Cure Violence: A Public Health Model to Reduce Gun Violence

By Jeffrey A. Butts,1 Caterina Gouvis Roman,2 Lindsay Bostwick,3 and Jeremy R. Porter4
1John Jay College of Criminal Justice, City University of New York, New York, NY 10019;
2Department of Criminal Justice, Temple University, Philadelphia, Pennsylvania 19122;
3Heinz School of Public Policy and Management, Carnegie Mellon University, Pittsburgh, Pennsylvania 15213
4Brooklyn College and the Graduate Center of the City University of New York, New York, NY 11210;

Annual Review of Public Health
Vol. 36: 39-53 (Volume publication date March 2015)
First published online as a Review in Advance on January 7, 2015
DOI: 10.1146/annurev-publhealth-031914-122509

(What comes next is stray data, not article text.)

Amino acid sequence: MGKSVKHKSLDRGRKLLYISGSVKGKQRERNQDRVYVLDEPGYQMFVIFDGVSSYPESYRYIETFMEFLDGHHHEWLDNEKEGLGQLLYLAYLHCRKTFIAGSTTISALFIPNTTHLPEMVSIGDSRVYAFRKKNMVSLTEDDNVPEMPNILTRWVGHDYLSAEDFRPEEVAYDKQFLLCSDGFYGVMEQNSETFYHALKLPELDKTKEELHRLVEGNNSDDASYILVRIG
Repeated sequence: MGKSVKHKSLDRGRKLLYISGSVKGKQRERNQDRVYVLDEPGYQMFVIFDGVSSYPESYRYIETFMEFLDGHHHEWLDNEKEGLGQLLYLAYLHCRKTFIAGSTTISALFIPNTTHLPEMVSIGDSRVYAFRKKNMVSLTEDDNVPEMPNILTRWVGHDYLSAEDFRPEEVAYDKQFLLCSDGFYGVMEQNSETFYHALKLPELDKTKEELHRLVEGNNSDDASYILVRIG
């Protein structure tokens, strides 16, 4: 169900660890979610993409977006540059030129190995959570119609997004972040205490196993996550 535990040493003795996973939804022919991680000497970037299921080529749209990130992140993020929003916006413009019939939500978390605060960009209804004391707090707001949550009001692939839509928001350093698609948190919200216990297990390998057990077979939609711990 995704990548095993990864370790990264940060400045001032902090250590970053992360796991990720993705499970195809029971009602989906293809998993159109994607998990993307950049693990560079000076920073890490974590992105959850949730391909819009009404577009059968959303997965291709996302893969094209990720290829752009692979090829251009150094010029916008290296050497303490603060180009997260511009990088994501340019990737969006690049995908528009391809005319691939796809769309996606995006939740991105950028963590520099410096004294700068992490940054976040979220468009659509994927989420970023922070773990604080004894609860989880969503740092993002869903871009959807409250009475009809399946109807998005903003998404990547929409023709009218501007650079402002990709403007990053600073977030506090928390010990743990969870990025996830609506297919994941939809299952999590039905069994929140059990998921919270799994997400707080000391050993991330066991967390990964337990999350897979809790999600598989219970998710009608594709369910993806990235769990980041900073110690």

SUMMARY: “Scholars and practitioners alike in recent years have suggested that real and lasting progress in the fight against gun violence requires changing the social norms and attitudes that perpetuate violence and the use of guns. The Cure Violence model is a public health approach to gun violence reduction that seeks to change individual and community attitudes and norms about gun violence. It considers gun violence to be analogous to a communicable disease that passes from person to person when left untreated. Cure Violence operates independently of, while hopefully not undermining, law enforcement. In this article, we describe the theoretical basis for the program, review existing program evaluations, identify several challenges facing evaluators, and offer directions for future research.”

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